Have you ever wondered what are the best overall diets? Here is our top review of the 5 best diets overall available today to help you achieve your weight loss goal.
You know, dieting is always on our minds. If healthy eating was one of your goals this year, then it may be time to rethink your eating habits. While fad diets will come and go, some tried-and-true healthy eating plans, the best diets, can help get you on the right track.
World Report and U.S. News evaluated and ranked 41 diets. For a diet to qualify as a top-rated plan, it had to be safe, nutritious, simple to follow, and well-known for weight loss. The regimen also had to be proven to help prevent heart disease and diabetes.
A List of the 5 Best Diets Overall
- Mediterranean diet.
- DASH diet (tied for No. 2).
- The Flexitarian diet (tied for No. 2).
- WW (formerly Weight Watchers).
- MIND diet (tied for No. 5).
Top-Ranking 5 Best Diets
1. THE MEDITERRANEAN DIET
The Mediterranean diet received the top rank on the list. The heart-healthy diet, rich in fruits, vegetables, fish, and whole grains, is also high in healthy fats like olive oil, avocados, and nuts.
The researchers noted that the Mediterranean diet reduces heart disease risk and may have numerous other health benefits, including lower LDL, or “bad,” cholesterol, and a decreased risk of Alzheimer’s disease, Parkinson’s disease, and cancer.
One of the studies published in the British Journal of Nutrition found following the Mediterranean diet reduced death from any cause by 25 percent. That is the reason why it is one of the Top-Ranking Best Diets for 2019 and Beyond.
2. THE DASH DIET
This Dietary Approaches to Stop Hypertension diet, also known as the Dash Diet, is designed to help manage blood pressure. Many experts believe it has many overall health benefits, which allowed it to capture the number two spot on the best diets.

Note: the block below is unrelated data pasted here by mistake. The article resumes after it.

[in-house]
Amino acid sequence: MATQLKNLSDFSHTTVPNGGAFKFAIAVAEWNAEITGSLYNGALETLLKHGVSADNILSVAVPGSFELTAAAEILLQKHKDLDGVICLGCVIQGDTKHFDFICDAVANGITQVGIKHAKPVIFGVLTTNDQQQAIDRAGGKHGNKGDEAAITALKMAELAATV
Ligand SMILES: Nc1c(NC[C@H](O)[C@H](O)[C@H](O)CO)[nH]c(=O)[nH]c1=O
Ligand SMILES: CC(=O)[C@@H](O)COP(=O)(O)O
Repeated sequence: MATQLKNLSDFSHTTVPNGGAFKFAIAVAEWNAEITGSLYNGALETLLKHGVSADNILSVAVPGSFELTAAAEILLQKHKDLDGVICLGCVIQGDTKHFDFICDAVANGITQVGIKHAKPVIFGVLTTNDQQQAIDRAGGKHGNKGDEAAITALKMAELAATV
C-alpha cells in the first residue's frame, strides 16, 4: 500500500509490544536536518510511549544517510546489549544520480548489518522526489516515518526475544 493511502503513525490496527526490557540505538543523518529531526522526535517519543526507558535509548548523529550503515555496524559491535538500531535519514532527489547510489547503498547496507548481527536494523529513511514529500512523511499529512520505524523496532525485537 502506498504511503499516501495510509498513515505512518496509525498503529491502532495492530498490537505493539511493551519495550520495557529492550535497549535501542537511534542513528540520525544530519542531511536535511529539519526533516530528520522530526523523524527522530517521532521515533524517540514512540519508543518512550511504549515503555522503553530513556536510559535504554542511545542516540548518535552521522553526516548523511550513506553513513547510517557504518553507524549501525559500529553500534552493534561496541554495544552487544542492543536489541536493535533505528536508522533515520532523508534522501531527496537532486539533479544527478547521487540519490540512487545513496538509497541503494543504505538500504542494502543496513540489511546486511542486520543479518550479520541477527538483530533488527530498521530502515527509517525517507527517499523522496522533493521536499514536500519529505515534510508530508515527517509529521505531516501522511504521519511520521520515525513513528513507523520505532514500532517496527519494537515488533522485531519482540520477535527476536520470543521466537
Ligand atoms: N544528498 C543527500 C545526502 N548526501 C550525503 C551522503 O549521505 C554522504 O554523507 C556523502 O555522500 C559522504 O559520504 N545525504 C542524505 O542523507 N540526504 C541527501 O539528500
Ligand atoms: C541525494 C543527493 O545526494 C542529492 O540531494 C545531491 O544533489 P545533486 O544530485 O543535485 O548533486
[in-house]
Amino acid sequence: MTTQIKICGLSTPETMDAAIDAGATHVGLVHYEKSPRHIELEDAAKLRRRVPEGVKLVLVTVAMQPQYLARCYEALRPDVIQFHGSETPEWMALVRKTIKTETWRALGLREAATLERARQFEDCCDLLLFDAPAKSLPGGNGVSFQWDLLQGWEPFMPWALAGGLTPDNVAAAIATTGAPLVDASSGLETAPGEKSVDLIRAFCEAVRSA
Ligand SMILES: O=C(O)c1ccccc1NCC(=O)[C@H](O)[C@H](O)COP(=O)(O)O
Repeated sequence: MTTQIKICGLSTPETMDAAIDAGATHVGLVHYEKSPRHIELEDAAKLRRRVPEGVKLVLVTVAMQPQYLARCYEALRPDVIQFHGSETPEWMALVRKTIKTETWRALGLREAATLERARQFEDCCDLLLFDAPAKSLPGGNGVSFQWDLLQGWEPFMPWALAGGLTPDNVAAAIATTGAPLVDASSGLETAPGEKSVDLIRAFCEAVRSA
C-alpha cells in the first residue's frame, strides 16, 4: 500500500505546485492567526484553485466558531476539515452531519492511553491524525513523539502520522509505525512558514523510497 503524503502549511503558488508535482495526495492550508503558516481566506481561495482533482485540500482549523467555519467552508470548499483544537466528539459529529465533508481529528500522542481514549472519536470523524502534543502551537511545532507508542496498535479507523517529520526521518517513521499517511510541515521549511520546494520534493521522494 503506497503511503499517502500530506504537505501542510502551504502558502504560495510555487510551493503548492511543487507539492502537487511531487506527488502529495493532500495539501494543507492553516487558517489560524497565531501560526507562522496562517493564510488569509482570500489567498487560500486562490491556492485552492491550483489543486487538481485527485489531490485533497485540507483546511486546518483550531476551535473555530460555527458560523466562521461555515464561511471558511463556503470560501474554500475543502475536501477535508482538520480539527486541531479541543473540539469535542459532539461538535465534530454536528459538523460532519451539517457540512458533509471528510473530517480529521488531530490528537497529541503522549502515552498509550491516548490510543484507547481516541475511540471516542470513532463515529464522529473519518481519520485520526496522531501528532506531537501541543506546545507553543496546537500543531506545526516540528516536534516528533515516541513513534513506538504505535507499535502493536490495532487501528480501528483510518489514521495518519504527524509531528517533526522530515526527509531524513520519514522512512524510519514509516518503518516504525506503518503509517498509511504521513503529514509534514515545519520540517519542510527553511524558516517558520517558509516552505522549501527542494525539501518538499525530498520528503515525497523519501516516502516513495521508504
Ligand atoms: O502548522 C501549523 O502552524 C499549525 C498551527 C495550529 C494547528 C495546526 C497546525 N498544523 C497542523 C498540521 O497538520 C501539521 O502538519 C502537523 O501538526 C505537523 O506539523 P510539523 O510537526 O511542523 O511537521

Research suggests the DASH diet, in addition to lowering blood pressure, may help reduce the risk of diabetes and fight depression. No wonder it made it to the list of The Top-Ranking Best Diets for 2019 and Beyond.
Flexitarian is a combination of two words: flexible and vegetarian. Dawn Jackson Blatner, registered dietitian, coined the term, Flexitarian, more than a decade ago in her 2009 book “The Flexitarian Diet: The Mostly Vegetarian Way to Lose Weight, Be Healthier, Prevent Disease and Add Years to Your Life.”
Blatner recommends that you don’t eliminate meat completely to reap the health benefits associated with vegetarianism. You can be a vegetarian most of the time, but still, enjoy a burger or steak when the urge hits. When eating more plants and less meat, people who follow the diet will not only lose weight but can improve their overall health, lowering their rate of heart disease, diabetes, and cancer, and live longer as a result.
4. THE MIND DIET
The MIND Diet combines a few elements of two popular nutrition plans proven to enhance heart health: the Mediterranean and DASH diets. Moreover, the MIND mind stands for Mediterranean-DASH Intervention for Neurodegenerative Delay.
The Mind Diet, designed by researchers from the Rush University Medical Center in Chicago, was explicitly developed for brain health. The study found that the diet may reduce the risk of developing Alzheimer’s disease by as much as 53 percent.
Researchers also found that those who moderately followed the diet reduced their risk of Alzheimer’s by about a third.
The diet plan features a wide variety of options, including fruits and vegetables, whole grains, nuts, poultry, and fish.
5. THE WEIGHT WATCHERS DIET
The Weight Watchers diet gained fifth place. Experts say, although designed to help people lose weight, its focus on healthier living makes it a smart overall diet to follow.
The Weight Watcher Freestyle program, launched in 2017, builds off the SmartPoints system, assigning every food and beverage a point value based on its nutrition. The new program expands dietary options. The plan also involves in-person meetings or online chats designed to support those in the program and keep them accountable.
Diets that lacked scientific evidence for health benefits or had a severe restriction of foods – including certain healthy foods were reasons for low scores.